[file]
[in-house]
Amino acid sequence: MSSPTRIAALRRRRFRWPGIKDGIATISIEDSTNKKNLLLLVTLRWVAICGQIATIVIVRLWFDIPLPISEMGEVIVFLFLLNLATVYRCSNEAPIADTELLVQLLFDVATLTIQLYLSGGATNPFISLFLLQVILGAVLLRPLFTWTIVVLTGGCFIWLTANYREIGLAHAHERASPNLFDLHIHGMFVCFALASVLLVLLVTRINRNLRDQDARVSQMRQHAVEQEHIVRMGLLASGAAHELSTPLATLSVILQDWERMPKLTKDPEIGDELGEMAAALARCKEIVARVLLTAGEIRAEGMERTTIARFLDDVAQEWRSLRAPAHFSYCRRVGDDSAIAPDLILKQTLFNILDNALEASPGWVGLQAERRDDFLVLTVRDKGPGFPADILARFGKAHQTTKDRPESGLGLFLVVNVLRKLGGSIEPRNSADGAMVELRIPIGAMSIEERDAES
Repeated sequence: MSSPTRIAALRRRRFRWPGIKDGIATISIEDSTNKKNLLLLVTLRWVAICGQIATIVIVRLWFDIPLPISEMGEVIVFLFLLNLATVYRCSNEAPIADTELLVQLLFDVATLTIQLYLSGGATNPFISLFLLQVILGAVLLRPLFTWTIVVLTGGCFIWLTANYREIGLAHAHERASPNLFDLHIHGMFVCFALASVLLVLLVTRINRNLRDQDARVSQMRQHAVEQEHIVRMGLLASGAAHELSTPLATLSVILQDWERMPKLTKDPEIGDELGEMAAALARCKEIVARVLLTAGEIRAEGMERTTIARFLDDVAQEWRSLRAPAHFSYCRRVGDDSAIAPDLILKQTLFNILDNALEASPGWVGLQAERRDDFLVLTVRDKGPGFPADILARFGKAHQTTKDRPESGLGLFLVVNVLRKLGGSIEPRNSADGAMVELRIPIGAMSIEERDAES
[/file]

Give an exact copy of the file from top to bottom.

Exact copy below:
[in-house]
Amino acid sequence: MSSPTRIAALRRRRFRWPGIKDGIATISIEDSTNKKNLLLLVTLRWVAICGQIATIVIVRLWFDIPLPISEMGEVIVFLFLLNLATVYRCSNEAPIADTELLVQLLFDVATLTIQLYLSGGATNPFISLFLLQVILGAVLLRPLFTWTIVVLTGGCFIWLTANYREIGLAHAHERASPNLFDLHIHGMFVCFALASVLLVLLVTRINRNLRDQDARVSQMRQHAVEQEHIVRMGLLASGAAHELSTPLATLSVILQDWERMPKLTKDPEIGDELGEMAAALARCKEIVARVLLTAGEIRAEGMERTTIARFLDDVAQEWRSLRAPAHFSYCRRVGDDSAIAPDLILKQTLFNILDNALEASPGWVGLQAERRDDFLVLTVRDKGPGFPADILARFGKAHQTTKDRPESGLGLFLVVNVLRKLGGSIEPRNSADGAMVELRIPIGAMSIEERDAES
Repeated sequence: MSSPTRIAALRRRRFRWPGIKDGIATISIEDSTNKKNLLLLVTLRWVAICGQIATIVIVRLWFDIPLPISEMGEVIVFLFLLNLATVYRCSNEAPIADTELLVQLLFDVATLTIQLYLSGGATNPFISLFLLQVILGAVLLRPLFTWTIVVLTGGCFIWLTANYREIGLAHAHERASPNLFDLHIHGMFVCFALASVLLVLLVTRINRNLRDQDARVSQMRQHAVEQEHIVRMGLLASGAAHELSTPLATLSVILQDWERMPKLTKDPEIGDELGEMAAALARCKEIVARVLLTAGEIRAEGMERTTIARFLDDVAQEWRSLRAPAHFSYCRRVGDDSAIAPDLILKQTLFNILDNALEASPGWVGLQAERRDDFLVLTVRDKGPGFPADILARFGKAHQTTKDRPESGLGLFLVVNVLRKLGGSIEPRNSADGAMVELRIPIGAMSIEERDAES